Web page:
ISE Principles of Microeconomics
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Table of Contents

Part 1: IntroductionChapter 1: Thinking Like an Economist
Chapter 2: Comparative Advantage
Chapter 3: Supply and Demand


Part 2: Competition and the Invisible Hand
Chapter 4: Elasticity
Chapter 5: Demand
Chapter 6: Perfectly Competitive Supply
Chapter 7: Efficiency, Exchange, and the Invisible Hand in Action


Part 3: Market Imperfections
Chapter 8: Monopoly, Oligopoly, and Monopolistic Competition
Chapter 9: Games and Strategic Behavior
Chapter 10: An Introduction to Behavioral Economics
Chapter 11: Externalities, Property Rights, and the Environment
Chapter 12: The Economics of Information


Part 4: Economics of Public Policy
Chapter 13: Labor Markets, Poverty, and Income Distribution
Chapter 14: Public Goods and Tax Policy


Part 5: International Trade
Chapter 15: International Trade and Trade Policy

About the Author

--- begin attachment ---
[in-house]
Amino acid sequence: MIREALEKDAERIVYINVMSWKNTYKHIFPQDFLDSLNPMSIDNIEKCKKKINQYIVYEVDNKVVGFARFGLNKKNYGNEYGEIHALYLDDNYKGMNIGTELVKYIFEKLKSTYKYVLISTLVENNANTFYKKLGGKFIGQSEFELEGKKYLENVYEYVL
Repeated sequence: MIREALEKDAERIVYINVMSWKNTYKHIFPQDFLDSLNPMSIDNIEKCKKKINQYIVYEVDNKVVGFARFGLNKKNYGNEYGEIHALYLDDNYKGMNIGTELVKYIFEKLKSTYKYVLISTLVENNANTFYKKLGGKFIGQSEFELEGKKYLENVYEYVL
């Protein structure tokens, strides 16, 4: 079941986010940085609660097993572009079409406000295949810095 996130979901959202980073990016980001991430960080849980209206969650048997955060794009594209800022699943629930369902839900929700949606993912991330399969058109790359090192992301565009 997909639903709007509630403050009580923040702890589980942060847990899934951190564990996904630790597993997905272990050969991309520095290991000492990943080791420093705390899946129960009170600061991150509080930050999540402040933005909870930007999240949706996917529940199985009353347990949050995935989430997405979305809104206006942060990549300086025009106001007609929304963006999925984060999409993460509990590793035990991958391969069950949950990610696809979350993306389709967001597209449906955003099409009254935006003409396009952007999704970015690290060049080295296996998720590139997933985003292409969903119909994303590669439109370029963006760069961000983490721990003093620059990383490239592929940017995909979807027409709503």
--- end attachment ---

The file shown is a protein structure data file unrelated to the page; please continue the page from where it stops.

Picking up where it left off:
Robert H. Frank received his M.A. in statistics from the University of California at Berkeley in 1971, and his Ph.D. in economics in 1972, also from U.C. Berkeley. He is the Goldwin Smith Professor of Economics at Cornell University, where he has taught since 1972 and where he currently holds a joint appointment in the department of economics and the Johnson Graduate School of Management. He has published on a variety of subjects, including price and wage discrimination, public utility pricing, the measurement of unemployment spell lengths, and the distributional consequences of direct foreign investment. For the past several years, his research has focused on rivalry and cooperation in economic and social behaviour. Professor Bernanke received his B.A. in economics from Harvard University in 1975 and his Ph.D. in economics from MIT in 1979. He taught at the Stanford Graduate School of Business from 1979 to 1985 and moved to Princeton University in 1985, where he was named the Howard Harrison and Gabrielle Snyder Beck Professor of Economics and Public Affairs and where he served as chair of the Economics Department. Professor Bernanke is currently a Distinguished Fellow in Residence with the Economic Studies Program at the Brookings Institution. Professor Bernanke was sworn in on February 1, 2006, as chair and a member of the Board of Governors of the Federal Reserve System; his second term expired January 31, 2014. Professor Bernanke also served as chair of the Federal Open Market Committee, the Fed's principal monetary policymaking body. Professor Bernanke was also chair of the President's Council of Economic Advisers from June 2005 to January 2006.Professor Bernanke's intermediate textbook, with Andrew Abel and Dean Croushore, Macroeconomics, Ninth Edition (Addison-Wesley, 2017), is a best seller in its field. He has authored numerous scholarly publications in macroeconomics, macroeconomic history, and finance. He has done significant research on the causes of the Great Depression, the role of financial markets and institutions in the business cycle, and measurement of the effects of monetary policy on the economy. Professor Bernanke has held a Guggenheim Fellowship and a Sloan Fellowship, and he is a Fellow of the Econometric Society and of the American Academy of Arts and Sciences. He served as the director of the Monetary Economics Program of the National Bureau of Economic Research (NBER) and as a member of the NBER's Business Cycle Dating Committee. From 2001 to 2004 he served as editor of the American Economic Review, and as president of the American Economic Association in 2019. Professor Bernanke's work with civic and professional groups includes having served two terms as a member of the Montgomery Township (New Jersey) Board of Education. Professor Antonovics received her B.A. from Brown University in 1993 and her Ph.D. in economics from the University of Wisconsin in 2000. Shortly thereafter, she joined the faculty in the Economics Department at the University of California, San Diego, where she has been ever since. Professor Antonovics is known for her superb teaching and her innovative use of technology in the classroom. Her highly popular introductory-level microeconomics course regularly enrolls over 450 students each fall. She also teaches labor economics at both the undergraduate and graduate level. In 2012, she received the UCSD Department of Economics award for best undergraduate teaching. Professor Antonovics's research has focused on racial discrimination, gender discrimination, affirmative action, intergenerational income mobility, learning, and wage dynamics. Her papers have appeared in the American Economic Review, the Review of Economics and Statistics, the Journal of Labor Economics, and the Journal of Human Resources. She is a member of both the American Economic Association and the Society of Labor Economists. Professor Heffetz received his B.A. in physics and philosophy from Tel Aviv University in 1999 and his Ph.D. in economics from Princeton University in 2005. He is an Associate Professor of Economics at the Samuel Curtis Johnson Graduate School of Management at Cornell University, where he has taught since 2005. Bringing the real world into the classroom, Professor Heffetz has created a unique macroeconomics course that introduces basic concepts and tools from economic theory and applies them to current news and global events. His popular classes are taken by hundreds of students every year, on the Cornell Ithaca campus and, via live videoconferencing, in dozens of cities across the U.S., Canada, and beyond. Professor Heffetz's research studies the social and cultural aspects of economic behavior, focusing on the mechanisms that drive consumers' choices and on the links between economic choices, individual well-being, and policymaking. He has published scholarly work on household consumption patterns, individual economic decision making, and survey methodology and measurement. He was a visiting researcher at the Bank of Israel during 2011, is currently a Faculty Research Fellow at the National Bureau of Economic Research (NBER), and serves on the editorial board of Social Choice and Welfare.